How to Avoid COVID Test Scams - Mazow | McCullough, PC
Schedule Your Free Consultation

How to Avoid COVID Test Scams

Covid Test ScamThe availability of COVID tests has been hit or miss since the start of the pandemic. This valuable commodity has been in short supply recently, and scammers are taking advantage much like they did with masks, gloves, and other PPE in the spring of 2020.

Fake COVID tests and bogus testing sites have appeared alongside legitimate ones, making it even more difficult to get adequate and reliable testing. Faulty tests are more than just a waste of consumer money; they also contribute to the spread of the novel coronavirus.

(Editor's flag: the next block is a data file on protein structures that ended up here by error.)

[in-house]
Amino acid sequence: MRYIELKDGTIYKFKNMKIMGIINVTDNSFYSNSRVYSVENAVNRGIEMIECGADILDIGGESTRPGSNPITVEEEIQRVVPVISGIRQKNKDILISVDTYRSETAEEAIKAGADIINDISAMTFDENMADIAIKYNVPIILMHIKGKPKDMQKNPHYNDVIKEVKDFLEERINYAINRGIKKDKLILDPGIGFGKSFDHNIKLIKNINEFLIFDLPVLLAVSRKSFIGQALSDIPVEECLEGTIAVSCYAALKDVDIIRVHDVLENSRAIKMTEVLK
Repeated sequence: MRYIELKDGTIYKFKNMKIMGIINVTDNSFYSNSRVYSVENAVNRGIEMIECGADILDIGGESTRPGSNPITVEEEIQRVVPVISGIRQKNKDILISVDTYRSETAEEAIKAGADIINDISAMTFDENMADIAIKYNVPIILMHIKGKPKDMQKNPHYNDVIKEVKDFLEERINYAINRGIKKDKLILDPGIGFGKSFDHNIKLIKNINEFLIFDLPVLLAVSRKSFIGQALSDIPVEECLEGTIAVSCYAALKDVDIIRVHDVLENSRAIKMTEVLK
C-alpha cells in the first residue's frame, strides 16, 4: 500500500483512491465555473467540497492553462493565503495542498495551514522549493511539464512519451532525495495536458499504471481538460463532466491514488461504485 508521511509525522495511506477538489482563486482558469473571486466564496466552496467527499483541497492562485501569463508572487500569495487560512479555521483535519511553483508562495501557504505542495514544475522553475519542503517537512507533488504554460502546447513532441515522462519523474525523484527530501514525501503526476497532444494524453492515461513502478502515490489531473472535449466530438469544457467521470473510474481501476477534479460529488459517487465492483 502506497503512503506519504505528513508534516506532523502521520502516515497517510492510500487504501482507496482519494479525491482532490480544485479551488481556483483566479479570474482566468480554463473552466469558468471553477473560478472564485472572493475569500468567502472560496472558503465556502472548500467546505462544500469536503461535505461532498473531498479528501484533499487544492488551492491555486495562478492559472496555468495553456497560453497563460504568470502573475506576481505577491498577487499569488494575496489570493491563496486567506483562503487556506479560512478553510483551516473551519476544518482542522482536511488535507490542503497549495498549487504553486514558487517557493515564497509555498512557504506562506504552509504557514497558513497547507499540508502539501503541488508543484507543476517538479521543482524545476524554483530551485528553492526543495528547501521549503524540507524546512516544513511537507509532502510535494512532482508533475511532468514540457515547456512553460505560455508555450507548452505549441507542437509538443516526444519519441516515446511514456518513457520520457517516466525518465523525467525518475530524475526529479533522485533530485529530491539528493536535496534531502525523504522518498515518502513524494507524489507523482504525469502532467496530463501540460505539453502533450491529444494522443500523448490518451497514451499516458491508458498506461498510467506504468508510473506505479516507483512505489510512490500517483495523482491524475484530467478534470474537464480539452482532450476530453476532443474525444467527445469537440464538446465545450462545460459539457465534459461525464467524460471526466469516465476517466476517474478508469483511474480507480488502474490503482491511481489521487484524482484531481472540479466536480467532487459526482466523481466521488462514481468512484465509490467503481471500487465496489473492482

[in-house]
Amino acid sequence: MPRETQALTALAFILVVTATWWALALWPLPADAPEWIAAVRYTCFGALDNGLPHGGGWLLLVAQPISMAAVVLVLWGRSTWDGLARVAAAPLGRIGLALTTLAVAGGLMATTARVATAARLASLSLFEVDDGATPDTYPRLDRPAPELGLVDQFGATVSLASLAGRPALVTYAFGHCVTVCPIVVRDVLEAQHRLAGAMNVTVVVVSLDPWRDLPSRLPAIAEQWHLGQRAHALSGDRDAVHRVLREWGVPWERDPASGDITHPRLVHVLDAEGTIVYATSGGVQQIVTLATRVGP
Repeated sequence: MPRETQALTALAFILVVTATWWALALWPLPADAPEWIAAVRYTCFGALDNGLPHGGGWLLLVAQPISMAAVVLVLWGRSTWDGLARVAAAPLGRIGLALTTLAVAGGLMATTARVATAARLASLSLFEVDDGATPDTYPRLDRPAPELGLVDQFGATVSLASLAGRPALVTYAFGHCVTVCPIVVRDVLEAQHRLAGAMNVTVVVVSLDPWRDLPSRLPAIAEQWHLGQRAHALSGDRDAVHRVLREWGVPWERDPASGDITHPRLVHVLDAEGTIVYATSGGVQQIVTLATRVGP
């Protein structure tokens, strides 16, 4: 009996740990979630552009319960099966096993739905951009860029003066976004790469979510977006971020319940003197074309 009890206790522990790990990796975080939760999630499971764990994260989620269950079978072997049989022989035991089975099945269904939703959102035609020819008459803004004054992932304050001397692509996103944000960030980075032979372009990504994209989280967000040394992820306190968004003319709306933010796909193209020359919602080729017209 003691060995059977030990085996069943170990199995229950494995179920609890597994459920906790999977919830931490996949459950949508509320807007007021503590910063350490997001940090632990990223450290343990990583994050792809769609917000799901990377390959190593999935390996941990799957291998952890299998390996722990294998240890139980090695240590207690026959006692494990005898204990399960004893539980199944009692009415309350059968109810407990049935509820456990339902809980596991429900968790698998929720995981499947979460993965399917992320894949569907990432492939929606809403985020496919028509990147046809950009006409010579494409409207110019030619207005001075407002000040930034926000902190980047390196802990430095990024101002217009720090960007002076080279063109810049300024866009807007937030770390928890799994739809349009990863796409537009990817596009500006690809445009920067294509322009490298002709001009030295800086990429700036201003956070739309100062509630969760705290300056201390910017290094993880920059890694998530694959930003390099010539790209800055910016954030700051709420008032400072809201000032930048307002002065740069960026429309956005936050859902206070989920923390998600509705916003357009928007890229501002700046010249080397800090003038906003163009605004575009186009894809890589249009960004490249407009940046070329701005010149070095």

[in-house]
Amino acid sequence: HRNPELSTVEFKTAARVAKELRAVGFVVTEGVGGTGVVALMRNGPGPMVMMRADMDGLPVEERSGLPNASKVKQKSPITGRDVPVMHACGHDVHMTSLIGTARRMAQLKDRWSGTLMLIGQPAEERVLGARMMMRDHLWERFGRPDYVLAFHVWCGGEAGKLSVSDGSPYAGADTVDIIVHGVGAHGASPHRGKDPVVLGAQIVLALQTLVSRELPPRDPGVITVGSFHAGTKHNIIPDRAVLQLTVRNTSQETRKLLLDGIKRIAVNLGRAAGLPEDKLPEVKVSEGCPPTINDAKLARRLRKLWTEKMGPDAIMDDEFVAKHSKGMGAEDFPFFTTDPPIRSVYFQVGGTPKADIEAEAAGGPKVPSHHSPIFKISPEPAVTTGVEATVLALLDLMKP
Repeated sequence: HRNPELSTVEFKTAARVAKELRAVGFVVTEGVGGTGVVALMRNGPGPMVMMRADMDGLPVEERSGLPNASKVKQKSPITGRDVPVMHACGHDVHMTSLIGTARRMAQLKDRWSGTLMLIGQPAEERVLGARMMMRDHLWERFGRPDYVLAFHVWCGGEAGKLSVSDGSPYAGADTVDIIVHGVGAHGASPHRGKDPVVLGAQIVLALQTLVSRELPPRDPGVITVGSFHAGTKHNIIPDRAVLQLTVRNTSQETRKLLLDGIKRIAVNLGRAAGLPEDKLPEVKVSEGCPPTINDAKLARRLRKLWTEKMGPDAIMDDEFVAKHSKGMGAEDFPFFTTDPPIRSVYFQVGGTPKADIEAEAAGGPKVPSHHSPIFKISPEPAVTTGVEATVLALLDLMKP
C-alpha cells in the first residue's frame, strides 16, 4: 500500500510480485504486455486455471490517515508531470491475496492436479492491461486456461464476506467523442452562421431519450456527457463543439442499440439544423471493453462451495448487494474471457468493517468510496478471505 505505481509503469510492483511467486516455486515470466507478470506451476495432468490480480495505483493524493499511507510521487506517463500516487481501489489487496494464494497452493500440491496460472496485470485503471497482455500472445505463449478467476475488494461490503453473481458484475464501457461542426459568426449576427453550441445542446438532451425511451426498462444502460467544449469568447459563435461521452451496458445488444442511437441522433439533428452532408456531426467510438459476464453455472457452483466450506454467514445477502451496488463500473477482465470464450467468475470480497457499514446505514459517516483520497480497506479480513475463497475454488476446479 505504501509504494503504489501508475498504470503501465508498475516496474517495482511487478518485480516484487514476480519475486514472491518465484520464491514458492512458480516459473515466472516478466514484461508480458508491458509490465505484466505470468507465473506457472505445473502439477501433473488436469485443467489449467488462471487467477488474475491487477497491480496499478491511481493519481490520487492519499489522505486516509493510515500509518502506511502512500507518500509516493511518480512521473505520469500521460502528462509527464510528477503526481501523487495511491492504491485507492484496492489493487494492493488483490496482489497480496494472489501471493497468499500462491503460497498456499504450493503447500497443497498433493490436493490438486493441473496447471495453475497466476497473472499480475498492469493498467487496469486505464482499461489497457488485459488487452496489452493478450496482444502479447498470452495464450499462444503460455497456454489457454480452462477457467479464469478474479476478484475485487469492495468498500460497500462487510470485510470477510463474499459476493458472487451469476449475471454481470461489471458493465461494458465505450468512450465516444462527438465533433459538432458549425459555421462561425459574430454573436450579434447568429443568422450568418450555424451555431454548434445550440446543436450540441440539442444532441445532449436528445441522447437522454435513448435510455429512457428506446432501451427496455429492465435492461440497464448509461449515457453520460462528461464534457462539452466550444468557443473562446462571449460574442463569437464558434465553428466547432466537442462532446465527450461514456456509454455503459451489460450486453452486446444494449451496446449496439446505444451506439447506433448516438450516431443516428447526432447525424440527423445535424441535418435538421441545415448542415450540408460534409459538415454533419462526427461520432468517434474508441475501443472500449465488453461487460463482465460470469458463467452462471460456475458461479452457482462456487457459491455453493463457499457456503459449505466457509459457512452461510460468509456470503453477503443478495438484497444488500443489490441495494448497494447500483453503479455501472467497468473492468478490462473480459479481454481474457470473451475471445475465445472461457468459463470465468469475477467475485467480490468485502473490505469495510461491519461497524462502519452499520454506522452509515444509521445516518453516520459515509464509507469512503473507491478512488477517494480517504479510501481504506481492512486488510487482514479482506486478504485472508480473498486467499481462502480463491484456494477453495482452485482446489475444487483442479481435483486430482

COVID+ individuals may get a negative test result, allowing them to go back to school or work and transmit the virus. Additionally, these people may not get the medical treatment they need, potentially leading to serious health complications and even death.

Here’s what to know about COVID test scams, how to identify them, where to report fake COVID test or testing sites, and when you should contact a consumer protection lawyer.

The FTC Warns of Fake COVID Tests

On January 4, 2022, the Federal Trade Commission (FTC) issued a warning to consumers regarding fake COVID tests and COVID test scams. This notice is intended to make consumers aware of counterfeit COVID tests and lookalike testing sites so they can exercise caution when selecting at-home COVID tests or in-person COVID testing.

How to Identify a Potentially Fake COVID Test or Testing Site